Back to the road bike, and this is July 2016, during the Tour de France. The new trainer is a Minoura VFS-150R gravity-frame trainer, with both Fluid and Mag resistance. The bike is pointed at the TV area, and there’s a tour stage on the screen even as this picture was being taken. That’s a home-made wooden riser under the front wheel. I didn’t used to need one until the long aggressive stem went on the bike, but nowadays it’s essential. My current trainers are slightly higher off the ground than old faithful, too, which doesn’t help.
Not long after this pic was taken, I managed to destroy the Minoura trainer during a hard push up the Zwift Epic KoM. The effort twisted the resistance unit in its housing, bringing the housing into contact with the flywheel and exploding hard plastic casing all over my paincave. There were shards of sharp plastic turning up for weeks afterwards, and the trainer was dead. Properly dead.
Here’s where things get interesting.
By the time of this pic, Zwift had hit the scene big time, and I was experimenting with Zwift on rollers. For optimum safety, I set up in my laundry doorway. There are only two doorways in my house, and one of them is at the top of the stairs, so the laundry was the only choice. The rollers are in place, set to a sensible resistance level, and the laptop is on a repurposed music stand. To either side are a pair of barstools with towel/bottles etc, and a fan. I used this setup on a few occasions and found the rollers gave a nice smooth power curve, and a good real world feel, and also didn’t aggravate my ongoing shoulder niggles like a static trainer did. So this became my favourite setup. It’s rather tough on tyres, but as you can see I’m using my favoured race tyres, Schwalbe Ultremo 2.3 on there in the test. Not exactly ideal but at this point I was short on spares and in desperate need of some kilometres.
And here we see the roller configuration in its more permanent home. Wall on one side, multigym on the other. Fan and laptop stand. A neat little solution and really nice for recreational Zwifting. I also don’t need to fiddle around changing wheels and skewers if I don’t feel like it, and the multigym is right there if I feel the need to exercise my still-dodgy shoulder. I can even see the TV from where I am, so boredom is not a problem. Not pictured is the Flag of Sufferlandria, which was flying just over my left shoulder as I was taking the picture.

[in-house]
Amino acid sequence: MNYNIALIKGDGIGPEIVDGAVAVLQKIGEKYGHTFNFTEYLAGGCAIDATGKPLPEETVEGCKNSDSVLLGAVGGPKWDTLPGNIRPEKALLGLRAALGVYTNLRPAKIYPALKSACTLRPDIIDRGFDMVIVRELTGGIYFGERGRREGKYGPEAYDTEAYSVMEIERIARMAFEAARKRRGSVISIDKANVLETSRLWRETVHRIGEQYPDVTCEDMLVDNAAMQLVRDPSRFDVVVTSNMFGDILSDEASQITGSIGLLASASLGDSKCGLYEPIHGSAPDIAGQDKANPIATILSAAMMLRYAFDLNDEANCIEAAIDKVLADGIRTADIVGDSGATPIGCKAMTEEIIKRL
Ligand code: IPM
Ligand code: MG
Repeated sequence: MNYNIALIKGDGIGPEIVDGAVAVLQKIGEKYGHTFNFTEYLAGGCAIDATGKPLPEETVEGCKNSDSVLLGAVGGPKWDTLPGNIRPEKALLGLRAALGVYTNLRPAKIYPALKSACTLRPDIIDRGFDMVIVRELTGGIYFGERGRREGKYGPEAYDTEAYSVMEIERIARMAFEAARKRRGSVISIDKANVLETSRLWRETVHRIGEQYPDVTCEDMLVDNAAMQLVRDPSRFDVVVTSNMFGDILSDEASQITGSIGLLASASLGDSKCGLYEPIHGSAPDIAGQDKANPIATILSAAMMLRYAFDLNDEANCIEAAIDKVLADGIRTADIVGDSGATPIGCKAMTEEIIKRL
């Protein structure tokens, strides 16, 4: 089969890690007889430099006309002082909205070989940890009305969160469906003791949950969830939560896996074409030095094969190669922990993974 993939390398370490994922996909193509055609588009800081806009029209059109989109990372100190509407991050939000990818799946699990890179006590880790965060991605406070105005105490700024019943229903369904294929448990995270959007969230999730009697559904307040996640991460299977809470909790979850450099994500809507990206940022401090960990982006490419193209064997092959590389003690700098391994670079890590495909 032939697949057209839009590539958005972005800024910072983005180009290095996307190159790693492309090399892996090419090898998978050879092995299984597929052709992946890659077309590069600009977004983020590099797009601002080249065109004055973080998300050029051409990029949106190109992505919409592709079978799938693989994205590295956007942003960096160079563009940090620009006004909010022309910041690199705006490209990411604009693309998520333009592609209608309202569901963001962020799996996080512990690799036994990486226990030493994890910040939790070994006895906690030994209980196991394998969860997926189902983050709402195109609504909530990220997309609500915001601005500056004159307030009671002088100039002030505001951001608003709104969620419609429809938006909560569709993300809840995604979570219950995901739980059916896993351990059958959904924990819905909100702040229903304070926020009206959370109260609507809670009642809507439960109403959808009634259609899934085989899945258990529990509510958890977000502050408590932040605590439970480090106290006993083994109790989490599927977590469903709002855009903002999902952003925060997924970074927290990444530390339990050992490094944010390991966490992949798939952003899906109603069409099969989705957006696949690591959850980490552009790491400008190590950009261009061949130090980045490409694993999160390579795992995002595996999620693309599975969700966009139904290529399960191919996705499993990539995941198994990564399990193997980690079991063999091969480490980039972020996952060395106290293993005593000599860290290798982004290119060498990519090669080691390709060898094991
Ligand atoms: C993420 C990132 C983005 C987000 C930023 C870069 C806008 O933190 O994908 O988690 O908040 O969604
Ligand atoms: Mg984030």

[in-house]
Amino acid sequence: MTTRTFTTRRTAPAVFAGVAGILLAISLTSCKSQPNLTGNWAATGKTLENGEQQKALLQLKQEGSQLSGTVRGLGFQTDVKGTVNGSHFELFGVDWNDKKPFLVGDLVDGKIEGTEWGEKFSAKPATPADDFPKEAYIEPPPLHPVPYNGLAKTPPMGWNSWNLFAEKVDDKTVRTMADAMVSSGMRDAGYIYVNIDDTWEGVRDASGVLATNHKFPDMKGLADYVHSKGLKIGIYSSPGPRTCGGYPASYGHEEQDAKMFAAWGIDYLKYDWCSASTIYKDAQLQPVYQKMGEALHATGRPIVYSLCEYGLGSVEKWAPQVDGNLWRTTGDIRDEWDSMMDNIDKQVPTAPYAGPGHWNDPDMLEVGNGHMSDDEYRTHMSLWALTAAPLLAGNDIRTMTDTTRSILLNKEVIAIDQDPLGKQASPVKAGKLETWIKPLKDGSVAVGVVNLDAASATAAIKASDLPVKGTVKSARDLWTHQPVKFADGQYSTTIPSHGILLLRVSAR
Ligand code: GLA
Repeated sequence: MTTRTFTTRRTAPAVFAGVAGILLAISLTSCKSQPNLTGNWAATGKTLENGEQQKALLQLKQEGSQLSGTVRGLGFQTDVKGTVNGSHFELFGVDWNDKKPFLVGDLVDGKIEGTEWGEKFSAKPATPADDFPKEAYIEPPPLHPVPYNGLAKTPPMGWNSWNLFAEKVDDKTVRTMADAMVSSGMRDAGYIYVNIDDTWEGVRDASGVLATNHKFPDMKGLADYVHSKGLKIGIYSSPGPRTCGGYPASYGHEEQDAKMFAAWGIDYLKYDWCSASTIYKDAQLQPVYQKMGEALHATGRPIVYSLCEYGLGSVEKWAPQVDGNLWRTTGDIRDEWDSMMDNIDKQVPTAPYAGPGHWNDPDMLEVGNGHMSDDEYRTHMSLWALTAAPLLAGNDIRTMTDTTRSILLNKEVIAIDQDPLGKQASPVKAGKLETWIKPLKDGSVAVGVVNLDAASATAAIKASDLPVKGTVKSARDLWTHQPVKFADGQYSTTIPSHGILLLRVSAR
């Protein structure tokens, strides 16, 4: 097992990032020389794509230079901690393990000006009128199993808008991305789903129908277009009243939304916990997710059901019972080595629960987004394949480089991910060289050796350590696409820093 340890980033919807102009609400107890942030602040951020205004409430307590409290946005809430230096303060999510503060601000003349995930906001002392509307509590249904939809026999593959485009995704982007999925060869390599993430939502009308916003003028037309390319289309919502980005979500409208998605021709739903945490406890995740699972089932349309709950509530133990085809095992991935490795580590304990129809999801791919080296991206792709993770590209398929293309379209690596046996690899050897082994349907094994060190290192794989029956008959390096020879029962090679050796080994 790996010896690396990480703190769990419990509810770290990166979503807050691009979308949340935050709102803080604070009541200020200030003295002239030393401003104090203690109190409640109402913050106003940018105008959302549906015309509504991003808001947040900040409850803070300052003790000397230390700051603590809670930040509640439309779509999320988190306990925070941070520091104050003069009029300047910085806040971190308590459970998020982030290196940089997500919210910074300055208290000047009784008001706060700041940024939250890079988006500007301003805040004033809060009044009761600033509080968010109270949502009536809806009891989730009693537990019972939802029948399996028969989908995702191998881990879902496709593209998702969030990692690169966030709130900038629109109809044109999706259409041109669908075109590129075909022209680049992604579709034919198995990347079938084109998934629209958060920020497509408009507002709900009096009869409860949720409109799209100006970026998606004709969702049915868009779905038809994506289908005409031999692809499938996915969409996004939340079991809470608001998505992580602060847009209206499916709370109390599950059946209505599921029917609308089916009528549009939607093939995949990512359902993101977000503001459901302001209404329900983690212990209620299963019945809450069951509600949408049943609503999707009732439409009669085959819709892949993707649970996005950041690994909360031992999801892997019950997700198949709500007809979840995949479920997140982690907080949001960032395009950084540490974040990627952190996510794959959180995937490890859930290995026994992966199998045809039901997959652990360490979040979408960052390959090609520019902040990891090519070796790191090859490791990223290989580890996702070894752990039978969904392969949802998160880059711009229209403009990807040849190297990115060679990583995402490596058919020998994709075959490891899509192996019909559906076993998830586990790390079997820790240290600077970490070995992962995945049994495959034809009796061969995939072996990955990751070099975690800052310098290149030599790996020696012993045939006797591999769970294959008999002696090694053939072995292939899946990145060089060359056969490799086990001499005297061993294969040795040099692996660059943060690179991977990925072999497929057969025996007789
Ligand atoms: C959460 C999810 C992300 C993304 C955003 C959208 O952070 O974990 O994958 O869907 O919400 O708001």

It’s not particularly easy for me to stay properly hydrated on rollers at the moment – though some people can make omelettes while up there – so I also run an Elite Qubo fluid trainer in another part of the warehouse, facing my standing desk, for Zwift races and hard Sufferfest interval sessions. My desk runs twin monitors, ostensibly because I’m a techie and a power user, but actually so I can Zwift at the same time as watching old episodes of QA or recorded bike races as I roll. The pic was taken just after a Zwift KISS Americas AM race, where I classified
third second in grade.
There’s much less chance of crashing on a static fluid trainer than with rollers, though I have in the past managed to crash a turbo trainer in my own house. If I remember correctly, I was doing about four hours or so of Sufferfest intervals and went sufficiently deep on a long interval that I lurched off to one side and tipped the trainer over entirely. Which was nice.
Anyway, thank you for indulging my paincave nostalgia and feel free to post your own setups over on the Zwift.community thread. I’d be intrigued.